PROJECT RHEILFFORDD ERYRI

WELSH HIGHLAND RAILWAY PROJECT

2009 NEWS ARCHIVE


See also - [2010 News] [2009] [2008] [2007] [2006] [2005] [2004] [2003] [2002] [2001] [2000] [1999] [1998] [1997] [1996] [1995] [1993-4]

July 6th 2009 - Media personality, rail enthusiast and entrepreneur Pete Waterman OBE announced on his blog that the Waterman Railway Heritage Trust had purchased NGG16 no. 109 from the Exmoor Steam Centre - this is the same source from which no. 87 was purchased by another sponsor. No. 109 is to be overhauled at LNWR Crewe (in cooperation with Boston Lodge) before coming to the WHR. No. 109 was built by Beyer Peacock in 1939, works number 6919, and like no. 87 it last worked on the SAR Umzinto-Donnybrook line in the 1980s. These pictures show the loco at the Exmoor site at Bratton Fleming in 1998-9.

The loco's overhaul at Crewe is expected to start in November 2009, with a target of entering WHR service in 2011. It is intended that it will remain coal fired, and that it will appear in LNWR lined black livery.

FR Company press release:

NG/G16 Garratt no. 109 purchased for service on Welsh Highland Railway by Peter Waterman Trust.

To be restored by London & North Western Railway Company at Crewe.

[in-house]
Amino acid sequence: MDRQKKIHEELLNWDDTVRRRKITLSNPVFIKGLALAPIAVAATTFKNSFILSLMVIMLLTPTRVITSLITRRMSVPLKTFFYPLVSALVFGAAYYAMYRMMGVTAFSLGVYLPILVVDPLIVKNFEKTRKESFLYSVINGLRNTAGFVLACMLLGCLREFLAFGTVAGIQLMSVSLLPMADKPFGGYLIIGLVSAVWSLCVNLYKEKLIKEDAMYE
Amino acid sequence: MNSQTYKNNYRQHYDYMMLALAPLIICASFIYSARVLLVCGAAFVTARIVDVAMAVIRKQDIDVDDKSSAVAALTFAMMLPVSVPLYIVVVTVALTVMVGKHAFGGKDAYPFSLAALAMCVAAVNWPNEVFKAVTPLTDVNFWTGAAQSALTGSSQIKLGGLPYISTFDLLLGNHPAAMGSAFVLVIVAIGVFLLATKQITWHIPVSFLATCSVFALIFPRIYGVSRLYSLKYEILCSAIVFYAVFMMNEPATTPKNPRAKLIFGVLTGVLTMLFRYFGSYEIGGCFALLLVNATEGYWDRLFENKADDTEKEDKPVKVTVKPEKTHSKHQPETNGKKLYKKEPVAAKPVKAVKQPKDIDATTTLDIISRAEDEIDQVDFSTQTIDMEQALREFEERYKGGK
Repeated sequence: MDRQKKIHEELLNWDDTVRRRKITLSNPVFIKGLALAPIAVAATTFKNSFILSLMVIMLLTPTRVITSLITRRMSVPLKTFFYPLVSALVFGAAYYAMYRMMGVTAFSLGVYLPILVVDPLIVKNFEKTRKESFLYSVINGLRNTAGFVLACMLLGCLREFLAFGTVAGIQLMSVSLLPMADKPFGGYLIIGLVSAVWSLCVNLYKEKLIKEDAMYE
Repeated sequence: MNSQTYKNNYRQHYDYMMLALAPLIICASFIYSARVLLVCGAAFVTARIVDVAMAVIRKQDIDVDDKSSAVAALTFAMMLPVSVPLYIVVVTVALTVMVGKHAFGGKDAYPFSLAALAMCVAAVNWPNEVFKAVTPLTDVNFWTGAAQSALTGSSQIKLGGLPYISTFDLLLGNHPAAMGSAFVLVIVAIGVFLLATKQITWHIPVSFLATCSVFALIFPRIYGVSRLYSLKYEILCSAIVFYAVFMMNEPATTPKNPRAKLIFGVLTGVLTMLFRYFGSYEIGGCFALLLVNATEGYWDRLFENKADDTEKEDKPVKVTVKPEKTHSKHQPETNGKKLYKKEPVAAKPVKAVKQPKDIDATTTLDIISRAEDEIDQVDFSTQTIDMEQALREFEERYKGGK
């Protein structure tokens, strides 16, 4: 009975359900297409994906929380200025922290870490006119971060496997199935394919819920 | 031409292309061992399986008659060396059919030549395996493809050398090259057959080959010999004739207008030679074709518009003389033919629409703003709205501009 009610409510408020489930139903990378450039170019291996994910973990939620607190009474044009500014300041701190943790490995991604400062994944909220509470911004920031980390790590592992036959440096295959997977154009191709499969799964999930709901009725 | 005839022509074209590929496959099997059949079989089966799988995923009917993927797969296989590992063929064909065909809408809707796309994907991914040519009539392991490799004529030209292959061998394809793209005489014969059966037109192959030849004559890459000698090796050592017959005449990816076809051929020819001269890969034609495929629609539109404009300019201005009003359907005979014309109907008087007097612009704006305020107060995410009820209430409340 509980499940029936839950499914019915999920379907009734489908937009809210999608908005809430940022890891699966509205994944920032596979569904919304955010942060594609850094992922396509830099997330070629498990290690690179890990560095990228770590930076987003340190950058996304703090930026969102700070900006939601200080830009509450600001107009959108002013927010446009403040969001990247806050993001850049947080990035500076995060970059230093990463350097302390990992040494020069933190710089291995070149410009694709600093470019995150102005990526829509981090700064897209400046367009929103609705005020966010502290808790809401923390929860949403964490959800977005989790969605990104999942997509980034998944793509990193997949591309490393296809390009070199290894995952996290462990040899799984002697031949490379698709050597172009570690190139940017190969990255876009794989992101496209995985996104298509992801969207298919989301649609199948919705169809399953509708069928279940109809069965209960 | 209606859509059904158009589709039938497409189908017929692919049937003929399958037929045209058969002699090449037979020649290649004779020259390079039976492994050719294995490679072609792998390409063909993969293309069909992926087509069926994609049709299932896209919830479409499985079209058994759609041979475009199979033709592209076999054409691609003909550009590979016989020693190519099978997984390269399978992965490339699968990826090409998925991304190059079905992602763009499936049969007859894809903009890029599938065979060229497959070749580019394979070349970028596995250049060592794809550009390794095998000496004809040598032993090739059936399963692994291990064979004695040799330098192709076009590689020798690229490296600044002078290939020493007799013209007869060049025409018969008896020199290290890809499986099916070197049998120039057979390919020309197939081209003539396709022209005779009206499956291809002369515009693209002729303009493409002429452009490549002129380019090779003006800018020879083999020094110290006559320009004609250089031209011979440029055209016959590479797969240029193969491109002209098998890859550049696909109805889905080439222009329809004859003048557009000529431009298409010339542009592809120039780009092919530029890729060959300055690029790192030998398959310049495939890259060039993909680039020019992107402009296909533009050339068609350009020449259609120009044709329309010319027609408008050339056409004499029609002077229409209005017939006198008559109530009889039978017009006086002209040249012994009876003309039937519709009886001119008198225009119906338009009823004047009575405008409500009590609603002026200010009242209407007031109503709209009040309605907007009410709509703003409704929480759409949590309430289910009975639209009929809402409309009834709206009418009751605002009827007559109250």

The Ffestiniog & Welsh Highland Railways are pleased to announce that the Peter Waterman Trust has agreed to purchase NG/G16 Beyer Garratt locomotive no. 109 from the Exmoor Steam Centre. This locomotive was the first of the class to be built by Beyer Peacock. It was constructed in 1939 at their works in Gorton, Manchester. It was also the first NG/G16 locomotive to be repatriated to the UK.

The restoration will be carried out at the London and North Western Railway workshops in Crewe and the restored locomotive will run on the Welsh Highland Railway in North Wales.

Peter Waterman, founder of the Trust said: "I am absolutely delighted that no. 109 will be returning to the North West for renovation. The locomotive will be a focal point for a project focussed on the retention and development of traditional engineering skills in the region. We will be working closely with the Ffestiniog & Welsh Highland Railways team to pool knowledge, and we hope this project will lead to further business opportunities for both companies. The completed locomotive will work on the Welsh Highland Railway between Caernarfon and Porthmadog, a line which is readily accessible for those living in the North West."